Identification of gait domains and key gait variables following hip fracture
Peer reviewed, Journal article
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Original versionBMC Geriatrics. 2015, 15:150 1-7. 10.1186/s12877-015-0147-4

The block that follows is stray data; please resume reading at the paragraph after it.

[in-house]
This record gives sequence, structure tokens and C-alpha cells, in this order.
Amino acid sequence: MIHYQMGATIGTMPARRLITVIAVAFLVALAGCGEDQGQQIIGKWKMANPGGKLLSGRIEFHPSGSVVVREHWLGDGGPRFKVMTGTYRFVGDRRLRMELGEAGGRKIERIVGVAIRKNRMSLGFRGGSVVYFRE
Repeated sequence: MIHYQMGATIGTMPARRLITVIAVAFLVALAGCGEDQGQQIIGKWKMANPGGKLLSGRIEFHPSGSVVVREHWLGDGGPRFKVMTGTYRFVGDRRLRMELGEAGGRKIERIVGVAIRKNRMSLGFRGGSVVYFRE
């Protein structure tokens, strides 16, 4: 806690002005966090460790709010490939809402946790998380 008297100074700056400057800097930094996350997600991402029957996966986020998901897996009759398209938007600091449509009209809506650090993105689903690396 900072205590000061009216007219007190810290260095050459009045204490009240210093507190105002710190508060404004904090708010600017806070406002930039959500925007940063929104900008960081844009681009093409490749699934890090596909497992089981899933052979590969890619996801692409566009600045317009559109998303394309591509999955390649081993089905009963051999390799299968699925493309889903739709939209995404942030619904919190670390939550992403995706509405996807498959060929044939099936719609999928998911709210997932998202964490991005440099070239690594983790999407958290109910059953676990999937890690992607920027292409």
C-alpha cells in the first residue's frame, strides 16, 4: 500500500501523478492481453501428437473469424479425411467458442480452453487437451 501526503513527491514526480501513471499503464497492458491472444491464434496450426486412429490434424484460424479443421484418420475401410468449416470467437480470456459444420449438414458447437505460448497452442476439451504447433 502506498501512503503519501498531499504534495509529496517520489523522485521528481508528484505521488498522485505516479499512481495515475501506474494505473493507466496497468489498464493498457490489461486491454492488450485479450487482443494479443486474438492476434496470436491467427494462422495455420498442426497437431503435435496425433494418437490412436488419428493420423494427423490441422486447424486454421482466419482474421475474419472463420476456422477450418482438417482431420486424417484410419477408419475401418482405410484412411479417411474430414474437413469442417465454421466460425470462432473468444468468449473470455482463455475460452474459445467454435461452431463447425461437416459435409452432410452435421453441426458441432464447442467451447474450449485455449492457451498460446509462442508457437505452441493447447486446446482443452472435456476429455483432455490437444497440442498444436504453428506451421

Background:Restoration of gait is an important goal of rehabilitation after hip fracture. Numerous spatial andtemporal gait variables have been reported in the literature, but beyond gait speed, there is little agreement onwhich gait variables should be reported and which are redundant in describing gait recovery following hip fracture.The aims of this study were to identify distinct domains of gait and key variables representing these domains, andto explore how known predictors of poor outcome after hip fracture were associated with these key variables.Methods:Spatial and temporal gait variables were collected four months following hip fracture in 249 participantsusing an electronic walkway (GAITRite®). From the initial set of 31 gait variables, 16 were selected following asystematic procedure. An explorative factor analysis with oblique (oblimin) rotation was performed, using principalcomponent analysis for extraction of factors. Unique domains of gait and the variable best representing thesedomains were identified. Multiple regression analyses including six predictors; age, gender, fracture type, pain,global cognitive function and grip strength were performed for each of the identified key gait variables.Results:Mean age of participants was 82.6 (SD = 6.0) years, 75 % were women, and mean gait speed was 0.6(SD = 0.2) m/sec. The factor analysis revealed four distinct gait domains, and the key variables that best representedthese domains were double support time, walk ratio, variability of step velocity, and single support asymmetry.Cognitive decline, low grip strength, extra capsular fracture and male gender, but not pain or age, were significantpredictors of impaired gait.Conclusions:This work proposes four key variables to represent gait of older people after hip fracture. These corevariables were associated with known predictors of poor outcome after hip fracture and should warrant furtherassessment to confirm their importance as outcome variables in addition to gait speed.